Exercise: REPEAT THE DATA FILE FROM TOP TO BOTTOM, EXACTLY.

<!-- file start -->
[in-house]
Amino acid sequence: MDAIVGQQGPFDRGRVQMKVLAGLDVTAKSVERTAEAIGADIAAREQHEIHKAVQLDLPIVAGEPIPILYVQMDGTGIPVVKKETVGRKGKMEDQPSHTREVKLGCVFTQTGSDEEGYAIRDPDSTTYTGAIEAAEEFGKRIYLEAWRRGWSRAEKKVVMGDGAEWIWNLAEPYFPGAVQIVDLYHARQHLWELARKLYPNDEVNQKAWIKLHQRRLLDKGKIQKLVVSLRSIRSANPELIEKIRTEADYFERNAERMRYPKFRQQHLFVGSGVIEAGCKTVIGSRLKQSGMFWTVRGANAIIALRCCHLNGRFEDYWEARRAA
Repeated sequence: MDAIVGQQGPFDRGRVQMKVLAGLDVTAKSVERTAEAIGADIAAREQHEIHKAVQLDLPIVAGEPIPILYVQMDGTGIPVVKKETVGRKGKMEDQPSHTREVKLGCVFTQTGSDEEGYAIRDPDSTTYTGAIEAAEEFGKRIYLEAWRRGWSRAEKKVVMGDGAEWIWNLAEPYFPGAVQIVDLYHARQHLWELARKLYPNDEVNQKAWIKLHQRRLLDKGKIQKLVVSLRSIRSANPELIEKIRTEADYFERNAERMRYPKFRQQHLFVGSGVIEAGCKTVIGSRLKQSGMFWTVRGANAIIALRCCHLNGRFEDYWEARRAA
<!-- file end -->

[in-house]
Amino acid sequence: MDAIVGQQGPFDRGRVQMKVLAGLDVTAKSVERTAEAIGADIAAREQHEIHKAVQLDLPIVAGEPIPILYVQMDGTGIPVVKKETVGRKGKMEDQPSHTREVKLGCVFTQTGSDEEGYAIRDPDSTTYTGAIEAAEEFGKRIYLEAWRRGWSRAEKKVVMGDGAEWIWNLAEPYFPGAVQIVDLYHARQHLWELARKLYPNDEVNQKAWIKLHQRRLLDKGKIQKLVVSLRSIRSANPELIEKIRTEADYFERNAERMRYPKFRQQHLFVGSGVIEAGCKTVIGSRLKQSGMFWTVRGANAIIALRCCHLNGRFEDYWEARRAA
Repeated sequence: MDAIVGQQGPFDRGRVQMKVLAGLDVTAKSVERTAEAIGADIAAREQHEIHKAVQLDLPIVAGEPIPILYVQMDGTGIPVVKKETVGRKGKMEDQPSHTREVKLGCVFTQTGSDEEGYAIRDPDSTTYTGAIEAAEEFGKRIYLEAWRRGWSRAEKKVVMGDGAEWIWNLAEPYFPGAVQIVDLYHARQHLWELARKLYPNDEVNQKAWIKLHQRRLLDKGKIQKLVVSLRSIRSANPELIEKIRTEADYFERNAERMRYPKFRQQHLFVGSGVIEAGCKTVIGSRLKQSGMFWTVRGANAIIALRCCHLNGRFEDYWEARRAA